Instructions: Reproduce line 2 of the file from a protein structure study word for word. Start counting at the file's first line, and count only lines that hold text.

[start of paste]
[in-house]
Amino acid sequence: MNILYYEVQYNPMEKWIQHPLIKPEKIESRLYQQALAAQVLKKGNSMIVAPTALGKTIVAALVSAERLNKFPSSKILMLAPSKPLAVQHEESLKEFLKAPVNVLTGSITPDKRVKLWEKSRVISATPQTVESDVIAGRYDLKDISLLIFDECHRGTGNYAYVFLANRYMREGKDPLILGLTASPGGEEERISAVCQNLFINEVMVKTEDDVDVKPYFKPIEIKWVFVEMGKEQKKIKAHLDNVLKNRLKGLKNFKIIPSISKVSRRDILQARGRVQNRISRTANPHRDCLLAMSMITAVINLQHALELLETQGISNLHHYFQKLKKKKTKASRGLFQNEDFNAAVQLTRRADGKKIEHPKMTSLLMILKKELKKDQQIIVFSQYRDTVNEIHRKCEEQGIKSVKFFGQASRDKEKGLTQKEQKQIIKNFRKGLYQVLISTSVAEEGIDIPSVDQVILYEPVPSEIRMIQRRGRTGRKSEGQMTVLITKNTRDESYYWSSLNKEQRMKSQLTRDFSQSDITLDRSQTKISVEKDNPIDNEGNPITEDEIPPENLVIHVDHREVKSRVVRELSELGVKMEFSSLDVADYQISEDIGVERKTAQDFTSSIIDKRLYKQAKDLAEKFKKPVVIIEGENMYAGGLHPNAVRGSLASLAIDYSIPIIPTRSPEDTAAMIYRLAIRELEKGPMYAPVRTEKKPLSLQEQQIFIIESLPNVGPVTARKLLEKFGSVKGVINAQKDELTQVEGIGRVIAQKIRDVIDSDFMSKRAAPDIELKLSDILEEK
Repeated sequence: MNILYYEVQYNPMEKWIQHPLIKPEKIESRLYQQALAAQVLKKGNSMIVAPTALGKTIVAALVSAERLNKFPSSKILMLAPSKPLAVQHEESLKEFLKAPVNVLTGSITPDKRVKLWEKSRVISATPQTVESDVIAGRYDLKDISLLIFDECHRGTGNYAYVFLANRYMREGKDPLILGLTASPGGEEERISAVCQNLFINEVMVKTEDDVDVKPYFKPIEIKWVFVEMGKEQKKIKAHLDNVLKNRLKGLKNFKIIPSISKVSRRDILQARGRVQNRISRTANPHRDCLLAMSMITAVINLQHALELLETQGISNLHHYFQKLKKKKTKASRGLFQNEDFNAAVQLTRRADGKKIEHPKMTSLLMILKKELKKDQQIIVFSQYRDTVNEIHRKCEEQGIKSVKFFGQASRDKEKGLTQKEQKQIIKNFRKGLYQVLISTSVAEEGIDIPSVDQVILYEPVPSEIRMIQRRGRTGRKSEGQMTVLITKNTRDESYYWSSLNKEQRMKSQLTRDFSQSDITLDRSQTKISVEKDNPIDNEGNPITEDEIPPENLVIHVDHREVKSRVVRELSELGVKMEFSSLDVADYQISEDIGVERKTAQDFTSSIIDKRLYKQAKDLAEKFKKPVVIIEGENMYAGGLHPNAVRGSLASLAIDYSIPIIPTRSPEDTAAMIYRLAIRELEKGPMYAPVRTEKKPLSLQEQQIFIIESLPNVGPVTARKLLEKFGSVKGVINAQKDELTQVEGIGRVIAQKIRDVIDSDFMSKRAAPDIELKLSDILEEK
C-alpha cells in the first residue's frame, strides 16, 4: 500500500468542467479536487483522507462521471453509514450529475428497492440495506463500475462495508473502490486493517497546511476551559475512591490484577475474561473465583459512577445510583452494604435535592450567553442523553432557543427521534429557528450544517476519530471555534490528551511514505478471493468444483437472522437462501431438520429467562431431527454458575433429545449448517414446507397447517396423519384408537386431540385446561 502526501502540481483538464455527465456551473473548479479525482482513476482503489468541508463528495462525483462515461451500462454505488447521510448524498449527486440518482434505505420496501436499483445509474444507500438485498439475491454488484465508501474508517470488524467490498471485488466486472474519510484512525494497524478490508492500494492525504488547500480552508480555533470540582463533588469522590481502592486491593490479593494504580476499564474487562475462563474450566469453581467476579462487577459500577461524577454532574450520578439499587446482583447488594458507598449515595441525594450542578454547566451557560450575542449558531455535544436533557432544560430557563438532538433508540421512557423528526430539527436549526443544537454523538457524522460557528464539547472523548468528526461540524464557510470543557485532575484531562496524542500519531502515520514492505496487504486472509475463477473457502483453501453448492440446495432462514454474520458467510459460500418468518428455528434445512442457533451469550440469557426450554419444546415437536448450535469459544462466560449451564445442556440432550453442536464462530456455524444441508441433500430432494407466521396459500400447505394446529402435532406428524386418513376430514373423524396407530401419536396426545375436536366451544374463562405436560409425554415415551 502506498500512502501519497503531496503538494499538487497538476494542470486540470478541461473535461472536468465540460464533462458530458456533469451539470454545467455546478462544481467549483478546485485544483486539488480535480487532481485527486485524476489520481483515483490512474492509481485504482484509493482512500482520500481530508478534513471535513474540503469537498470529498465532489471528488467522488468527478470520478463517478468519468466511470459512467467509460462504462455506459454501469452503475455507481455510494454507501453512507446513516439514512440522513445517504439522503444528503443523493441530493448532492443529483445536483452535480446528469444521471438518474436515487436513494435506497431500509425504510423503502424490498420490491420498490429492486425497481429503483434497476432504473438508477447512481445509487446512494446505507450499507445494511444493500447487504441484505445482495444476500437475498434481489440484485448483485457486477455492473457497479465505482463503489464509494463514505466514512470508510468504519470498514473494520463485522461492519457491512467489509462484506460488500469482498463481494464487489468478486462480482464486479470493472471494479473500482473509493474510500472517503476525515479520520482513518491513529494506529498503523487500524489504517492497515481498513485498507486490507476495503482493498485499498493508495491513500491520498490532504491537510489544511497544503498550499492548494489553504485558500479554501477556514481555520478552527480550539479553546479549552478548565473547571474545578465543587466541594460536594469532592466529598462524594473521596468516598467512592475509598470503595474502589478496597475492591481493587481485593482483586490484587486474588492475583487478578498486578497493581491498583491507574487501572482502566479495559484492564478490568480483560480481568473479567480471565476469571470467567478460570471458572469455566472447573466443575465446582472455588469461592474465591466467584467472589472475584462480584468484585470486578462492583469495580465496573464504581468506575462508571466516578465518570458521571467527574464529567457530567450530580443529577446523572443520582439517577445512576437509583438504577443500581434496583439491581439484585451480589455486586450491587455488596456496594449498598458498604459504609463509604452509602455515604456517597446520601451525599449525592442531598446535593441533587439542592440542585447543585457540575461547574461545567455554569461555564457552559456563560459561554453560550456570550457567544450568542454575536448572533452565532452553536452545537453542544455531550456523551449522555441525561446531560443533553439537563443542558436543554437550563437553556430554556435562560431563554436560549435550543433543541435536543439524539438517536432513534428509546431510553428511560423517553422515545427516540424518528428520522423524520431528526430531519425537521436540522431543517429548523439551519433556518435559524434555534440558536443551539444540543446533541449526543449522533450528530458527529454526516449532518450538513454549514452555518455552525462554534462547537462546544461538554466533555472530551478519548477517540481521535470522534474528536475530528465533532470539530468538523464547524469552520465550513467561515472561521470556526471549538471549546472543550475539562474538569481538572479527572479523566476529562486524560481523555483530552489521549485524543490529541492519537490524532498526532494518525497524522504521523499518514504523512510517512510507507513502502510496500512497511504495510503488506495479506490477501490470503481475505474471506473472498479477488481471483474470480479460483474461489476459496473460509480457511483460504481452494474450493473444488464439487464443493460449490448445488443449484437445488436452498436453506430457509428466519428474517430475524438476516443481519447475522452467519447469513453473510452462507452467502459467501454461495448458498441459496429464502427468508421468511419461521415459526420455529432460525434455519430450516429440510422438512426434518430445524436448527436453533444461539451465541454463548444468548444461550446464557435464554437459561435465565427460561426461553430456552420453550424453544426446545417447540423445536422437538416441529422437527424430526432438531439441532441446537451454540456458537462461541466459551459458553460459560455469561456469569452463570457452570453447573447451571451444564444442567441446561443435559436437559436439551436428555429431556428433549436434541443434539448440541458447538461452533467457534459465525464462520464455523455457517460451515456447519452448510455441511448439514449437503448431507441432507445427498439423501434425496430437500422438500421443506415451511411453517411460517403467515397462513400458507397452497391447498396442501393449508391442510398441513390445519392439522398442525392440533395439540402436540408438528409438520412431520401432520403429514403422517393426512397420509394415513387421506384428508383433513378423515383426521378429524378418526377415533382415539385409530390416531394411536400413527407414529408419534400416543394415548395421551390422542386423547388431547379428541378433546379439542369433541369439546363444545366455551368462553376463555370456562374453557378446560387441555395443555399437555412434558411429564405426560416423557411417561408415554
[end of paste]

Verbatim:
Amino acid sequence: MNILYYEVQYNPMEKWIQHPLIKPEKIESRLYQQALAAQVLKKGNSMIVAPTALGKTIVAALVSAERLNKFPSSKILMLAPSKPLAVQHEESLKEFLKAPVNVLTGSITPDKRVKLWEKSRVISATPQTVESDVIAGRYDLKDISLLIFDECHRGTGNYAYVFLANRYMREGKDPLILGLTASPGGEEERISAVCQNLFINEVMVKTEDDVDVKPYFKPIEIKWVFVEMGKEQKKIKAHLDNVLKNRLKGLKNFKIIPSISKVSRRDILQARGRVQNRISRTANPHRDCLLAMSMITAVINLQHALELLETQGISNLHHYFQKLKKKKTKASRGLFQNEDFNAAVQLTRRADGKKIEHPKMTSLLMILKKELKKDQQIIVFSQYRDTVNEIHRKCEEQGIKSVKFFGQASRDKEKGLTQKEQKQIIKNFRKGLYQVLISTSVAEEGIDIPSVDQVILYEPVPSEIRMIQRRGRTGRKSEGQMTVLITKNTRDESYYWSSLNKEQRMKSQLTRDFSQSDITLDRSQTKISVEKDNPIDNEGNPITEDEIPPENLVIHVDHREVKSRVVRELSELGVKMEFSSLDVADYQISEDIGVERKTAQDFTSSIIDKRLYKQAKDLAEKFKKPVVIIEGENMYAGGLHPNAVRGSLASLAIDYSIPIIPTRSPEDTAAMIYRLAIRELEKGPMYAPVRTEKKPLSLQEQQIFIIESLPNVGPVTARKLLEKFGSVKGVINAQKDELTQVEGIGRVIAQKIRDVIDSDFMSKRAAPDIELKLSDILEEK